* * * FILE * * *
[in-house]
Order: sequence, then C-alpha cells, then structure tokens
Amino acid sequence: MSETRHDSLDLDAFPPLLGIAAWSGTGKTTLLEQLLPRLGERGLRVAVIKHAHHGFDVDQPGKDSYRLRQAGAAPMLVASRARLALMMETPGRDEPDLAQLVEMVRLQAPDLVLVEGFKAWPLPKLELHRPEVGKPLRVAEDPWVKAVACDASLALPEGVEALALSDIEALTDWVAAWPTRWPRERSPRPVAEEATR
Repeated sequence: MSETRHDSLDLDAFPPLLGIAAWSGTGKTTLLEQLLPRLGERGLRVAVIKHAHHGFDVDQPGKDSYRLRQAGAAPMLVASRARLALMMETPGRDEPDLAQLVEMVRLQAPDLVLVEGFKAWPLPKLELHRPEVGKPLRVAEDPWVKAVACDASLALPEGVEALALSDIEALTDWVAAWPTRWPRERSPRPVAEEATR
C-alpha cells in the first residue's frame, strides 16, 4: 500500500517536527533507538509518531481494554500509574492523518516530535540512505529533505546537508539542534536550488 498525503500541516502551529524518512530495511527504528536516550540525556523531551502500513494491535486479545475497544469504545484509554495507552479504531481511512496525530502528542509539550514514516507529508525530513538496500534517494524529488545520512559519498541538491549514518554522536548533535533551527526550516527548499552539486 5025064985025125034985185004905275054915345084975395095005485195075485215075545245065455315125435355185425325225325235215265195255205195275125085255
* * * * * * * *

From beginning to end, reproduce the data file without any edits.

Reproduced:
[in-house]
Order: sequence, then C-alpha cells, then structure tokens
Amino acid sequence: MSETRHDSLDLDAFPPLLGIAAWSGTGKTTLLEQLLPRLGERGLRVAVIKHAHHGFDVDQPGKDSYRLRQAGAAPMLVASRARLALMMETPGRDEPDLAQLVEMVRLQAPDLVLVEGFKAWPLPKLELHRPEVGKPLRVAEDPWVKAVACDASLALPEGVEALALSDIEALTDWVAAWPTRWPRERSPRPVAEEATR
Repeated sequence: MSETRHDSLDLDAFPPLLGIAAWSGTGKTTLLEQLLPRLGERGLRVAVIKHAHHGFDVDQPGKDSYRLRQAGAAPMLVASRARLALMMETPGRDEPDLAQLVEMVRLQAPDLVLVEGFKAWPLPKLELHRPEVGKPLRVAEDPWVKAVACDASLALPEGVEALALSDIEALTDWVAAWPTRWPRERSPRPVAEEATR
C-alpha cells in the first residue's frame, strides 16, 4: 500500500517536527533507538509518531481494554500509574492523518516530535540512505529533505546537508539542534536550488 498525503500541516502551529524518512530495511527504528536516550540525556523531551502500513494491535486479545475497544469504545484509554495507552479504531481511512496525530502528542509539550514514516507529508525530513538496500534517494524529488545520512559519498541538491549514518554522536548533535533551527526550516527548499552539486 5025064985025125034985185004905275054915345084975395095005485195075485215075545245065455315125435355185425325225325235215265195255205195275125085255